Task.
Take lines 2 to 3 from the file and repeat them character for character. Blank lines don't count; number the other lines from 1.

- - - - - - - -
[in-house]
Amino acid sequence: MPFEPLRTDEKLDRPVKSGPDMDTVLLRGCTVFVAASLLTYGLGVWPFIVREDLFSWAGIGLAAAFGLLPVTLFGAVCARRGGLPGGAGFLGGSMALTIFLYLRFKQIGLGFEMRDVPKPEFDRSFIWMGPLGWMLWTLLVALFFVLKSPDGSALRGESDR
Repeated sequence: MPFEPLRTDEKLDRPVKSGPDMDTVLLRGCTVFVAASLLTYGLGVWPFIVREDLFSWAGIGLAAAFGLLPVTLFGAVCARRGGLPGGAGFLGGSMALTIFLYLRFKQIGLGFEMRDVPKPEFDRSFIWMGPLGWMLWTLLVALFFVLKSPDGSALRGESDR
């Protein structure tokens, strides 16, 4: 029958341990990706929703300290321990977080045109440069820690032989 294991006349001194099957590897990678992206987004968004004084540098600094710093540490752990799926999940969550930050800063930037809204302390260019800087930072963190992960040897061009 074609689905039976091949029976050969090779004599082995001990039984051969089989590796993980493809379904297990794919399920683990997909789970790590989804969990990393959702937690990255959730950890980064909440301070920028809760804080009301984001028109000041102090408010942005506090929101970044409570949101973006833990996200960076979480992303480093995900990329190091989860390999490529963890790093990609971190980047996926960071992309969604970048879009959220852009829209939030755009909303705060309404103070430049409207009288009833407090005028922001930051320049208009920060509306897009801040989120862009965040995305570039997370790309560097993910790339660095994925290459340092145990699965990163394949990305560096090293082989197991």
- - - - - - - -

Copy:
Amino acid sequence: MPFEPLRTDEKLDRPVKSGPDMDTVLLRGCTVFVAASLLTYGLGVWPFIVREDLFSWAGIGLAAAFGLLPVTLFGAVCARRGGLPGGAGFLGGSMALTIFLYLRFKQIGLGFEMRDVPKPEFDRSFIWMGPLGWMLWTLLVALFFVLKSPDGSALRGESDR
Repeated sequence: MPFEPLRTDEKLDRPVKSGPDMDTVLLRGCTVFVAASLLTYGLGVWPFIVREDLFSWAGIGLAAAFGLLPVTLFGAVCARRGGLPGGAGFLGGSMALTIFLYLRFKQIGLGFEMRDVPKPEFDRSFIWMGPLGWMLWTLLVALFFVLKSPDGSALRGESDR